Illuminate your 3D work with Dome lights

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The use of Dome lights has been one of the greatest advancements in CGI creation over the past decade. Bathing a scene from every direction used to be computationally intensive, but with advances in both hardware and software, the Dome light has emerged as an efficient way to start lighting your 3D art.  

This is because a Dome light can embed an image-based light image (IBL, also known as HDRIs). This is a single image of a real environment or one created by an artist which, when mapped into a Dome light, instantly re-creates the lighting environment.  

These images are usually saved in a 32-bit format that captures nearly the full range of available light, and allows lighting to be created with a rolling falloff with no ugly clipping or banding. As the images have a full range of captured light they can be adjusted either with more power or less to help set the desired mood of the image.  

While there are applications that can create IBLs, there are countless images available that re-create everything from a rocky vista to a photography studio.

Dome lights are also highly computationally efficient, which means it can be a good idea to use a spherical camera in an existing scene to create a HDRI map of the background. Placing that in a scene creates no loss of light fidelity, but enables the artist to concentrate on the primary geometry with little slowdown.  

The biggest caveat with using Dome lights is that they solve so many problems that it can be easy to neglect other light types. This can be a mistake, as adding extra light to highlight key objects will always make a scene feel more alive than just using a Dome light.

What is a Dome light?

Dome lights give your 3D work a studio look

Dome lights give your 3D work a studio look

A Dome light in its simplest form is a light object that surrounds the scene in a constant white light from all directions. As soon as a Dome light (Skydome or Environment are other commonly used terms) is placed it creates an instantly pleasing soft 'studio' look, which would be hard to re-create with any other type of single light object. Be warned that not all applications show the Dome light as a visible object, especially when it is for a third-party render solution.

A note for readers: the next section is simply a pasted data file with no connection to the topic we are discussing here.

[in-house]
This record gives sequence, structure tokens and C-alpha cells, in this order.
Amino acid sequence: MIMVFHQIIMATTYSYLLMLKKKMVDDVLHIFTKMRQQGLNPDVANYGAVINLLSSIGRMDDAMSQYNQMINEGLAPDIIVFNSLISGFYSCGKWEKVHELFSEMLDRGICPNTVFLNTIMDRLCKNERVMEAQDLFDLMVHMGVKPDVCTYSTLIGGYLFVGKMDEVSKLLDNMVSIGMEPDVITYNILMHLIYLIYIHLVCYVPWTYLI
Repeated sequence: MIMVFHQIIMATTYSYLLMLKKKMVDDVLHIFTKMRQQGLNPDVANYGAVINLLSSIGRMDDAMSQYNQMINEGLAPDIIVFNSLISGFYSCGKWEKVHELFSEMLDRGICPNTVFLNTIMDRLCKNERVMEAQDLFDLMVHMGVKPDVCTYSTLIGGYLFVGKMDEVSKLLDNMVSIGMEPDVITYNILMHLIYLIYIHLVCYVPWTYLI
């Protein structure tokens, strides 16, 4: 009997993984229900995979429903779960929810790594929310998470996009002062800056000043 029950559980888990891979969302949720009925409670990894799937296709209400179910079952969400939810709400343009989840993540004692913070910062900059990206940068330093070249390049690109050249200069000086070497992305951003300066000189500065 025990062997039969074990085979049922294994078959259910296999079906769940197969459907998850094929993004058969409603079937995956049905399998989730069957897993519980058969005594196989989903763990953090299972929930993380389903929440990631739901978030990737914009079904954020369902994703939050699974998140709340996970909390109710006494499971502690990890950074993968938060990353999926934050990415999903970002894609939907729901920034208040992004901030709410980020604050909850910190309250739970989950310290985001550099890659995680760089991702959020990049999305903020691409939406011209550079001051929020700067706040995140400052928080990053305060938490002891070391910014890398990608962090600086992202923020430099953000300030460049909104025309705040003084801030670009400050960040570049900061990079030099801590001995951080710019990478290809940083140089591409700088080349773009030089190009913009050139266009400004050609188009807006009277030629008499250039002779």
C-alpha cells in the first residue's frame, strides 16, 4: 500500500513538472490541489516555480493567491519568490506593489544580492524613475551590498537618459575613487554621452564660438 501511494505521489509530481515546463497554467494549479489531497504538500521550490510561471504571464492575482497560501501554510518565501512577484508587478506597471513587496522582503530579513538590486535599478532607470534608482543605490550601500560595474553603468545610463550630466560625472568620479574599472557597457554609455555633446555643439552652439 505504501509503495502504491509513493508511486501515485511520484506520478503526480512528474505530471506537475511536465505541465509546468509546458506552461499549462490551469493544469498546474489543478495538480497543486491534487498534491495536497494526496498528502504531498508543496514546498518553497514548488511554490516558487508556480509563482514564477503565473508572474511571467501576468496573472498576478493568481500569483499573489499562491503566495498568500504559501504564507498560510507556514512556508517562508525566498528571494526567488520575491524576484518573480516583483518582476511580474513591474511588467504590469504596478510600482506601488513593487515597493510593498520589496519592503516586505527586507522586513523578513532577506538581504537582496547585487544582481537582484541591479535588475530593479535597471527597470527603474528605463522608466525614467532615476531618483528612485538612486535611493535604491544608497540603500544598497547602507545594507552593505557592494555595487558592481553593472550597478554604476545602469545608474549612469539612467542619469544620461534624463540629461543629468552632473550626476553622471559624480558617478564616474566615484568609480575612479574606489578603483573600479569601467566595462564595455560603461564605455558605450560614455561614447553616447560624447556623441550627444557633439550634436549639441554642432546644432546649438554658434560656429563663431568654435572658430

01. Colour a Dome light

Colour gradients can give you interesting visual results

Colour gradients can give you interesting visual results

While Dome lights are most commonly associated as a base for image-based light sources, this doesn't mean that there aren't other ways to light a scene with them. One of the easiest and most powerful ways for a creative effect is to use a ramp or gradient texture to feed in a range of colours into the Dome light, to produce a more interesting look. As the Dome light is a physical object in the scene it can be rotated to easily adjust the look you are after.

02. Use image-based lighting

Use 32-bit HDR images for best lighting results

Use 32-bit HDR images for best lighting results

Using an image with a Dome light is a really effective way to add a much more realistic look to a scene. High Dynamic Range images which contain a full 32 bits of colour data are the best format to use with a Dome light, as they allow exposure to be adjusted without any clipping. Otherwise, the coloured areas in an image can either go to white or black as there is not enough colour data, which can in turn create some ugly, unwanted image artefacts.

03. Eliminate the background

Hide the light image for better results and faster renders

Hide the light image for better results and faster renders

While many HDRIs come with additional background images, it is still a good idea to ensure that the HDRI is invisible to the alpha channel and potentially to the camera itself. This means that the Dome light is only lighting the geometry and creating interesting reflections rather than getting in the way where it is not needed, such as skies. Also, not having the background enabled can save on render speed, as the computer only needs to render the areas that are visible.

This article was originally published in 3D World, the world's best-selling magazine for CG artists. Buy issue 233 here or subscribe to 3D World here.

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